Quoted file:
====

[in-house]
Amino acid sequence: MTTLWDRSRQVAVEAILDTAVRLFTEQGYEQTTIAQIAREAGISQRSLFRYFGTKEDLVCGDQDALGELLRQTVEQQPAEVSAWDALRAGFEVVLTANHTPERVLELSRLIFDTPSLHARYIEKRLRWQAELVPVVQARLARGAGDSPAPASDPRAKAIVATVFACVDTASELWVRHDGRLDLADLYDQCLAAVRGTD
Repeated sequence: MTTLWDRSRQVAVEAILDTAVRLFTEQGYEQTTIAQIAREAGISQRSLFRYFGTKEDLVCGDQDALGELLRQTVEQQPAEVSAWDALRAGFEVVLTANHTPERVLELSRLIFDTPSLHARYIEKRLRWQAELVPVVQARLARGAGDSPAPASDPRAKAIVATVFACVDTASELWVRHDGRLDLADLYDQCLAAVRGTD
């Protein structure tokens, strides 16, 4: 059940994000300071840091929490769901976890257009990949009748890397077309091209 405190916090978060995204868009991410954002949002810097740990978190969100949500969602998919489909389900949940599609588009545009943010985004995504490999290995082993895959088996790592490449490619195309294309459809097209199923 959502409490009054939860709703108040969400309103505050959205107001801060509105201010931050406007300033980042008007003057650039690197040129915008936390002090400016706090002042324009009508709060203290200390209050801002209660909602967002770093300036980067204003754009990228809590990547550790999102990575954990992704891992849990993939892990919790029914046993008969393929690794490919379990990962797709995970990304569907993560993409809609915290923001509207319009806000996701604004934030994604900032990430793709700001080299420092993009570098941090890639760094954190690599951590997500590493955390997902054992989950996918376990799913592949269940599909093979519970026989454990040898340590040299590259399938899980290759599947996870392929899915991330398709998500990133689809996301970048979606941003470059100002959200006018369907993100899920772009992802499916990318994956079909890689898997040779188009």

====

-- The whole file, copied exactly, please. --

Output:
[in-house]
Amino acid sequence: MTTLWDRSRQVAVEAILDTAVRLFTEQGYEQTTIAQIAREAGISQRSLFRYFGTKEDLVCGDQDALGELLRQTVEQQPAEVSAWDALRAGFEVVLTANHTPERVLELSRLIFDTPSLHARYIEKRLRWQAELVPVVQARLARGAGDSPAPASDPRAKAIVATVFACVDTASELWVRHDGRLDLADLYDQCLAAVRGTD
Repeated sequence: MTTLWDRSRQVAVEAILDTAVRLFTEQGYEQTTIAQIAREAGISQRSLFRYFGTKEDLVCGDQDALGELLRQTVEQQPAEVSAWDALRAGFEVVLTANHTPERVLELSRLIFDTPSLHARYIEKRLRWQAELVPVVQARLARGAGDSPAPASDPRAKAIVATVFACVDTASELWVRHDGRLDLADLYDQCLAAVRGTD
């Protein structure tokens, strides 16, 4: 059940994000300071840091929490769901976890257009990949009748890397077309091209 405190916090978060995204868009991410954002949002810097740990978190969100949500969602998919489909389900949940599609588009545009943010985004995504490999290995082993895959088996790592490449490619195309294309459809097209199923 959502409490009054939860709703108040969400309103505050959205107001801060509105201010931050406007300033980042008007003057650039690197040129915008936390002090400016706090002042324009009508709060203290200390209050801002209660909602967002770093300036980067204003754009990228809590990547550790999102990575954990992704891992849990993939892990919790029914046993008969393929690794490919379990990962797709995970990304569907993560993409809609915290923001509207319009806000996701604004934030994604900032990430793709700001080299420092993009570098941090890639760094954190690599951590997500590493955390997902054992989950996918376990799913592949269940599909093979519970026989454990040898340590040299590259399938899980290759599947996870392929899915991330398709998500990133689809996301970048979606941003470059100002959200006018369907993100899920772009992802499916990318994956079909890689898997040779188009």